Story by Kim Kachmann + Photography by Kim Smith
Sometimes the most sublime surprises are right around the corner…
Docked in Harbour Town Yacht Basin in a sea of white sailboats, yachts and trawlers, a 38-foot antique motor yacht with a long black hull no doubt piques curiosity among locals and visitors on Hilton Head Island. An old-fashioned hardtop permits unobstructed views and protects the cockpit’s varnished deck and couches; the cabin below, which sleeps four; and the raised helm and steering station tricked out in teak, Douglas fir or mahogany. She is a nautical piece of art with a significant place in American history and culture. Her name is Legend.
“For some reason Harbour Town has dodged the big hurricanes,” said Wes Wheeler, the boat’s owner. “It’s a very well-protected marina on the Atlantic Intracoastal Waterway and not so big that you get lost in the crowd of white boats. Legend is the prototype for the new Wheeler 38 yacht series whose predecessor made literary history as Ernest Hemingway’s boat, which my grandfather built in 1934. She is a durable, dense-wood boat furnished with the most advanced smart-boat technology.”
Buoyant natural materials such as oak, cedar, ash and mahogany were the main components of boat building before fiberglass revolutionized the industry. Fiberglass composite hulls are strong, rust-resistant and never leak. People took to the water in unprecedented numbers in the 1970s when it became more affordable than hand-crafted wooden boats. But something was lost, and aficionados who love the classic aesthetic of wood want nothing less. A handful of artisan yacht builders like the Wheeler Yacht Company understand this.
“Although the original blueprints were lost in a shipyard fire, Hemingway’s niece, Hillary, lent us her uncle’s blueprints to recreate Pilar as a prototype and for a film that she and Andy Garcia were making,” Wheeler said.
The century before, Hemingway put down a $3,000 Esquire magazine advance against the boat’s $7,495 price tag. He requested several modifications to the boat, mostly for the sake of fishing, including a ladder-back fighting chair, with leather arms that could swivel 360 degrees, and huge outriggers to support heavy bait. He added a live well that could hold up to 2,500 pounds of ice to cool behemoth blue marlins, plus vodka, daiquiri mix and his beloved “Hatuey” beer. (When he won the Nobel Prize for Literature in 1952, the Cuban brewer even threw him a party because he drank so much of it).
The boat arrived by rail in Miami in 1934, when Hemingway reigned American letters. He christened her Pilar after a feria in Spain and took her out into the Gulf Stream. “Once you’re out of sight of land and other boats, you’re more alone than you could ever be,” Hemingway said in an Esquire interview.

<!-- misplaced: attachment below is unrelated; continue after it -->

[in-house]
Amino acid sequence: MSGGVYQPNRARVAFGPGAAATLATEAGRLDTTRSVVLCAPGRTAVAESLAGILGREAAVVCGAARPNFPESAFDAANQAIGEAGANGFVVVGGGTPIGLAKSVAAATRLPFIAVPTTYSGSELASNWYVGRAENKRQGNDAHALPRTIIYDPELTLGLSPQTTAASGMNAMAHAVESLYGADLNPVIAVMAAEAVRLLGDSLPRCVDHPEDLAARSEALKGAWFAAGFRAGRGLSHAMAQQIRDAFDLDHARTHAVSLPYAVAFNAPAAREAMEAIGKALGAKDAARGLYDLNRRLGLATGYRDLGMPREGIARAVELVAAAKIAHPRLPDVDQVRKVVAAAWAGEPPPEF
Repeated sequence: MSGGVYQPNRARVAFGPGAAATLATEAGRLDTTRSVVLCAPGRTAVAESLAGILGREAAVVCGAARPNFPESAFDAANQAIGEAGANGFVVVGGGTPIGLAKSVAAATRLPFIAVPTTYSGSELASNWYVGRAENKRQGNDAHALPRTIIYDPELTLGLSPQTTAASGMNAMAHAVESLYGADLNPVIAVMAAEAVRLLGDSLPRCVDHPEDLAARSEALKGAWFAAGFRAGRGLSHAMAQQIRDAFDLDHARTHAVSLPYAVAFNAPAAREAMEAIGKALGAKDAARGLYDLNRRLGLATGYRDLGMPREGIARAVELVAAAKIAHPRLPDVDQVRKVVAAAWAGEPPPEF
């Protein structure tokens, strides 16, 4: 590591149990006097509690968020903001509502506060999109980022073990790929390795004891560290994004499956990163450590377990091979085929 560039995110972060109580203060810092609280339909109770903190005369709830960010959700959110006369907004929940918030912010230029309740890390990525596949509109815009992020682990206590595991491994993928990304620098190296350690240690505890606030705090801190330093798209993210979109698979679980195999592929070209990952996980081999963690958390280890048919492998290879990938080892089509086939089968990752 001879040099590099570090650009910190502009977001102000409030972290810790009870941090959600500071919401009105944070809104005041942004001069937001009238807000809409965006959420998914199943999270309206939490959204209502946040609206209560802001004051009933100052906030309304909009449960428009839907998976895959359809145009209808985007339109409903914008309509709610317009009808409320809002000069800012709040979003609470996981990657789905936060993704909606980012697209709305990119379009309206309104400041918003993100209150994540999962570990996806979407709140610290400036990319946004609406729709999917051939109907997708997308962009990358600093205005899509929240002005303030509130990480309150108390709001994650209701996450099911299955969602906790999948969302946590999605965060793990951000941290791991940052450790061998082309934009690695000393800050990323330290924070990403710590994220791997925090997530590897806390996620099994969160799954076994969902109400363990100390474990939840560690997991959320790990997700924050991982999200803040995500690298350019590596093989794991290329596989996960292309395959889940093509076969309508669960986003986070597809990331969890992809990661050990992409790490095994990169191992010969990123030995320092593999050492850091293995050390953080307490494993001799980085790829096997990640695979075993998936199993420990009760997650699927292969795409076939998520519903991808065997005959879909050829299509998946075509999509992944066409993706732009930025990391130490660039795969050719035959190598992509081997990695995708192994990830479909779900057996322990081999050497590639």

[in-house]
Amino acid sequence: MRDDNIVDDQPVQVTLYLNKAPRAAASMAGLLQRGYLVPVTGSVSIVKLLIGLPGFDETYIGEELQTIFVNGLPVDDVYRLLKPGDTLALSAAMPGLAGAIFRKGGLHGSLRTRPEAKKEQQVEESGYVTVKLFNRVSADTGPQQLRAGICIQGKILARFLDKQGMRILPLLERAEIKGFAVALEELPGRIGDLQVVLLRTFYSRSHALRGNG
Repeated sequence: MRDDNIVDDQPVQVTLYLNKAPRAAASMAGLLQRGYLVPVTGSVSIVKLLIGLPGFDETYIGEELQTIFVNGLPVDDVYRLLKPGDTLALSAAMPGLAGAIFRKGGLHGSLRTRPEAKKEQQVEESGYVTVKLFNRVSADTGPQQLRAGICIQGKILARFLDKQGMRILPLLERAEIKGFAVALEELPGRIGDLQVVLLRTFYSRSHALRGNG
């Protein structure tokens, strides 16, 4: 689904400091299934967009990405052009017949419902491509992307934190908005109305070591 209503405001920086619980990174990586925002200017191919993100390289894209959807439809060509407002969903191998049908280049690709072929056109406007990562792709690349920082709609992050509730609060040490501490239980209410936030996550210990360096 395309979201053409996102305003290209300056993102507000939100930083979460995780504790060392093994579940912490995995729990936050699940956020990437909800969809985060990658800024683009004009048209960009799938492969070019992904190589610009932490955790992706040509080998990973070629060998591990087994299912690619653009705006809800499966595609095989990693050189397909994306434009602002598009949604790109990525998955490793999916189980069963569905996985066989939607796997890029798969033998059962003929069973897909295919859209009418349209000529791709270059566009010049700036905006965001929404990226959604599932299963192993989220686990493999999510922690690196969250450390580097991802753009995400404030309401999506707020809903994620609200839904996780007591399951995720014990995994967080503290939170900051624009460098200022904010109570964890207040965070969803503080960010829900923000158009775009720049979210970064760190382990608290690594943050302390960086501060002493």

Pilar could cruise 500 miles, her long black hull riding low on the water. She had one engine for trolling, the other for cruising at a top speed of 16 knots. Her remake, Legend, has a top speed and cruising range twice that. Hemingway eventually added a flybridge — the first of its kind — with makeshift controls, including a steering wheel on the cabin roof.
During World War II, the U.S. Navy commissioned Hemingway to hunt down German U-boats in the Caribbean Sea with Pilar. The Nazis had sunk thousands of tons of Allied oil tankers needed to deliver diesel, aviation fuel, kerosene and gasoline to fight the Nazis. The military issued all kinds of artillery, including bazookas, grenades and a Tommy gun that Hemingway mounted on top of Pilar’s flybridge.
Hemingway kept Pilar for 27 years through three wives, a Pulitzer and Nobel Prize, as well as U.S. Navy decorations.
Yacht designer Bill Prince wed Pilar’s original dimensions to Legend’s contemporary engineering. Naval architect Bruce Marek reverse-engineered the hull and superstructure. Internationally recognized boat designer and builder Joel White built Legend at Maine’s Brooklin Boatyard. Joel is the son of two American literary icons: the writer E.B. White of Charlotte’s Web fame, and the New Yorker fiction editor Katherine Angell White.
A lot of literary spirit surrounds the boat.
The Wheelers are showcasing Legend in boat shows up and down the East Coast. Last winter they took home the Spirit of Tradition Award at the Miami Boat Show. Wes and his wife, Marianne, have two grown children and live part-time on the island where their boat has a home slip near the lighthouse. They also live in Chapel Hill, where they’ve anchored the Wheeler Yacht Company. For Wes, bringing the boat back to life meant the rebirth of his family’s company. The boat is proud family history.
The stuff of Legend
The new design features indispensable marine technology, including two Wi-Fi routers and a marine network, a boat stabilizer to prevent rolls and seasickness, and navigational electronics with GPS that feature several high-definition maps to plot a route and set a course or access live sonar to see Jaws below or beside the boat in real time — a feature “Papa,” as Hemingway liked to be called, would’ve loved to have, given all his battles with sharks, especially the time he accidentally shot himself.
A running boat produces low-frequency noise that high-quality audio equipment can overcome. Legend features a Fusion stereo, JL Audio subwoofer and amplifier and SolidDrive speakers — a big upgrade in sound from Hemingway’s scratchy phonograph that played Fats Waller.Stabilization is one of boating’s best innovations. The stabilizer’s torque technology senses sea conditions at any yacht speed and counteracts wave-induced roll, pitch or yaw to keep the boat level. The sea is essentially a hostile environment producing fast-moving squalls, lightning strikes and rogue waves. This is one cure that Hemingway might have liked, especially after falling off his flybridge. The rum didn’t help.